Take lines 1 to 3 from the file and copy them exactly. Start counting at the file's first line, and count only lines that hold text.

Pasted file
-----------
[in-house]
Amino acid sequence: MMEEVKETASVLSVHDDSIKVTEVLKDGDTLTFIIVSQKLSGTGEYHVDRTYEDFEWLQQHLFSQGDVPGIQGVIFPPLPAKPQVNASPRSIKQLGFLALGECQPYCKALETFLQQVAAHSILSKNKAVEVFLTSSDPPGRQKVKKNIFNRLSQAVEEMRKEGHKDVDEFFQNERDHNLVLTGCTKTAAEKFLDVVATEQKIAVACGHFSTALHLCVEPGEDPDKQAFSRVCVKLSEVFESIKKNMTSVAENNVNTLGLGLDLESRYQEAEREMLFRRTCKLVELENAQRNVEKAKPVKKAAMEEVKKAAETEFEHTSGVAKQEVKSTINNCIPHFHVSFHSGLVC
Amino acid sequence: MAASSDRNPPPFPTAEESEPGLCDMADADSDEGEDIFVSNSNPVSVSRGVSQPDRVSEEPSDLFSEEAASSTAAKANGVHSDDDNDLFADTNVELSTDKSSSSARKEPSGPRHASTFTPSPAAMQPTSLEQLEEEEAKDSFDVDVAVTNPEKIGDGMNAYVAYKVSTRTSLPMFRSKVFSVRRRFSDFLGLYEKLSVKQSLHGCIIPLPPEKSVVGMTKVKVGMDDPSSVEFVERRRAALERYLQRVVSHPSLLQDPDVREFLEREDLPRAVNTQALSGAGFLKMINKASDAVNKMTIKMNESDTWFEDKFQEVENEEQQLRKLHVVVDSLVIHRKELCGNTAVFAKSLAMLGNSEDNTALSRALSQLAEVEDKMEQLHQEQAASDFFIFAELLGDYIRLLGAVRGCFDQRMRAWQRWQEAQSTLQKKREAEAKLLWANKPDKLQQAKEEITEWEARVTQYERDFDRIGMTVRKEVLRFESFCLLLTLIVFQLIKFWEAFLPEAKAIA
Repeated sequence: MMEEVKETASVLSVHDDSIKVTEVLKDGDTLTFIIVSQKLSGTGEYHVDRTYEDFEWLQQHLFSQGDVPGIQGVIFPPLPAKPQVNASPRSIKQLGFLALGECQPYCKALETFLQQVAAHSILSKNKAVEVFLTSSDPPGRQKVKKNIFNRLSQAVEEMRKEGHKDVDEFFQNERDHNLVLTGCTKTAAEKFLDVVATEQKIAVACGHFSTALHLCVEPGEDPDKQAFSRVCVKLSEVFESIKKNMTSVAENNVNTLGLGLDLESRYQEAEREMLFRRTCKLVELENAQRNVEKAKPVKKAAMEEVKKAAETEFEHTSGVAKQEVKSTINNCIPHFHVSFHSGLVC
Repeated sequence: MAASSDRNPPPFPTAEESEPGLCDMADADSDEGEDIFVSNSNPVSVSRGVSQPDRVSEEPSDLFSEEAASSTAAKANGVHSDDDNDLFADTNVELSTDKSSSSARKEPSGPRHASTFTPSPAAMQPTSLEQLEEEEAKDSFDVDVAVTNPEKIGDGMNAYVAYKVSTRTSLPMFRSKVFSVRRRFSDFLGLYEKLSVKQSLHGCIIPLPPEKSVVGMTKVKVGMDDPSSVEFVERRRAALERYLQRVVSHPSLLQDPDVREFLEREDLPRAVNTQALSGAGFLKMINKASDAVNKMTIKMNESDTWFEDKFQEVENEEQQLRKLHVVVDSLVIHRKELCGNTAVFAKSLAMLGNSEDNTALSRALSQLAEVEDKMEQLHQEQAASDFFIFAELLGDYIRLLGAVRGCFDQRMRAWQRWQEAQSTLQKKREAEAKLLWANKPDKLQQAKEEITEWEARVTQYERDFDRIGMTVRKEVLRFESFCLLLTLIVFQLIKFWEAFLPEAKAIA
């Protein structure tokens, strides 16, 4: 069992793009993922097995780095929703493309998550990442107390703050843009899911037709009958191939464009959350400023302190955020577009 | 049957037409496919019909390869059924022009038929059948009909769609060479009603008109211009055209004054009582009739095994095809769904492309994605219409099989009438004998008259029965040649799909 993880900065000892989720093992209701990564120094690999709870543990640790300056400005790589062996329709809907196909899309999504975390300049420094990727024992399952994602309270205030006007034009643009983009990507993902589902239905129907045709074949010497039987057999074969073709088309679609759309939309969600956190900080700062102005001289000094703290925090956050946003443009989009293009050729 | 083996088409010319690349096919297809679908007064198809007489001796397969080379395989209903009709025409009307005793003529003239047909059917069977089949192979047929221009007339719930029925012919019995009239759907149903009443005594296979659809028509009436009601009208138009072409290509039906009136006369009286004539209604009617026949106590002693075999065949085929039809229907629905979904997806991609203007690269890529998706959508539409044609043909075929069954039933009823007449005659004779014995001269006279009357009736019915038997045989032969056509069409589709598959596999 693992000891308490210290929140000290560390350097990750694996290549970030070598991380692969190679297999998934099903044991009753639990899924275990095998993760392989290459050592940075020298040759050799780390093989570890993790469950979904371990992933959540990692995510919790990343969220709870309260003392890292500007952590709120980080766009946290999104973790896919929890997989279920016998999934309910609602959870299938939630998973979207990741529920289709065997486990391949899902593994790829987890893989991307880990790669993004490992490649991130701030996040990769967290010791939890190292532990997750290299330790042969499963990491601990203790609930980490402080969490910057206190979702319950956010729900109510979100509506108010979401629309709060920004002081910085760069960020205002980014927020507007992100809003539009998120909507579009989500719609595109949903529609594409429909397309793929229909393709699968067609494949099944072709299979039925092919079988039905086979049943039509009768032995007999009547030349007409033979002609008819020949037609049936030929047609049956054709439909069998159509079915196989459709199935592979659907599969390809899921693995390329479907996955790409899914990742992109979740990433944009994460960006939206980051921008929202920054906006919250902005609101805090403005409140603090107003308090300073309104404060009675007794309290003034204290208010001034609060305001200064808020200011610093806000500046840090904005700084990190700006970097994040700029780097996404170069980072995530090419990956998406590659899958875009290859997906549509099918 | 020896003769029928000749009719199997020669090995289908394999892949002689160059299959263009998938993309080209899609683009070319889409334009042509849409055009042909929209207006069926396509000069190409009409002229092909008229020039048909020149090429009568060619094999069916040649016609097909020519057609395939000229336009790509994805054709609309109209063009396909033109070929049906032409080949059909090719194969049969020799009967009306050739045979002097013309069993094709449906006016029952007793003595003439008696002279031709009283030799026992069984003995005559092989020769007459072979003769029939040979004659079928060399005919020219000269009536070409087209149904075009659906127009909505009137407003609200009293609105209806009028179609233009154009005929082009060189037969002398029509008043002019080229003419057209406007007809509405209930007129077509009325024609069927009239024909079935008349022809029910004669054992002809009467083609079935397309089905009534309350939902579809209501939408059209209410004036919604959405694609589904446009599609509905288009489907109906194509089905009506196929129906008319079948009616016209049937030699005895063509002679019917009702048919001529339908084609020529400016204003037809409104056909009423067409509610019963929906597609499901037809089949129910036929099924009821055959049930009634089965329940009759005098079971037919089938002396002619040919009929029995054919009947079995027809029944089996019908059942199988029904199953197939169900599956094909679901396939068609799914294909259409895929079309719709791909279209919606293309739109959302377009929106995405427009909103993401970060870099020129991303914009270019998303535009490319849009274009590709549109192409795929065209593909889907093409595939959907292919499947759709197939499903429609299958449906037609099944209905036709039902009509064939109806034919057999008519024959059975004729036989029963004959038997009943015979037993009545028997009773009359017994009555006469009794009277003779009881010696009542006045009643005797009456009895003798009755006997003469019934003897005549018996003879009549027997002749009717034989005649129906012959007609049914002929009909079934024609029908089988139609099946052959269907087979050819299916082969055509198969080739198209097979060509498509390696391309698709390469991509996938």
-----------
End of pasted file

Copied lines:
[in-house]
Amino acid sequence: MMEEVKETASVLSVHDDSIKVTEVLKDGDTLTFIIVSQKLSGTGEYHVDRTYEDFEWLQQHLFSQGDVPGIQGVIFPPLPAKPQVNASPRSIKQLGFLALGECQPYCKALETFLQQVAAHSILSKNKAVEVFLTSSDPPGRQKVKKNIFNRLSQAVEEMRKEGHKDVDEFFQNERDHNLVLTGCTKTAAEKFLDVVATEQKIAVACGHFSTALHLCVEPGEDPDKQAFSRVCVKLSEVFESIKKNMTSVAENNVNTLGLGLDLESRYQEAEREMLFRRTCKLVELENAQRNVEKAKPVKKAAMEEVKKAAETEFEHTSGVAKQEVKSTINNCIPHFHVSFHSGLVC
Amino acid sequence: MAASSDRNPPPFPTAEESEPGLCDMADADSDEGEDIFVSNSNPVSVSRGVSQPDRVSEEPSDLFSEEAASSTAAKANGVHSDDDNDLFADTNVELSTDKSSSSARKEPSGPRHASTFTPSPAAMQPTSLEQLEEEEAKDSFDVDVAVTNPEKIGDGMNAYVAYKVSTRTSLPMFRSKVFSVRRRFSDFLGLYEKLSVKQSLHGCIIPLPPEKSVVGMTKVKVGMDDPSSVEFVERRRAALERYLQRVVSHPSLLQDPDVREFLEREDLPRAVNTQALSGAGFLKMINKASDAVNKMTIKMNESDTWFEDKFQEVENEEQQLRKLHVVVDSLVIHRKELCGNTAVFAKSLAMLGNSEDNTALSRALSQLAEVEDKMEQLHQEQAASDFFIFAELLGDYIRLLGAVRGCFDQRMRAWQRWQEAQSTLQKKREAEAKLLWANKPDKLQQAKEEITEWEARVTQYERDFDRIGMTVRKEVLRFESFCLLLTLIVFQLIKFWEAFLPEAKAIA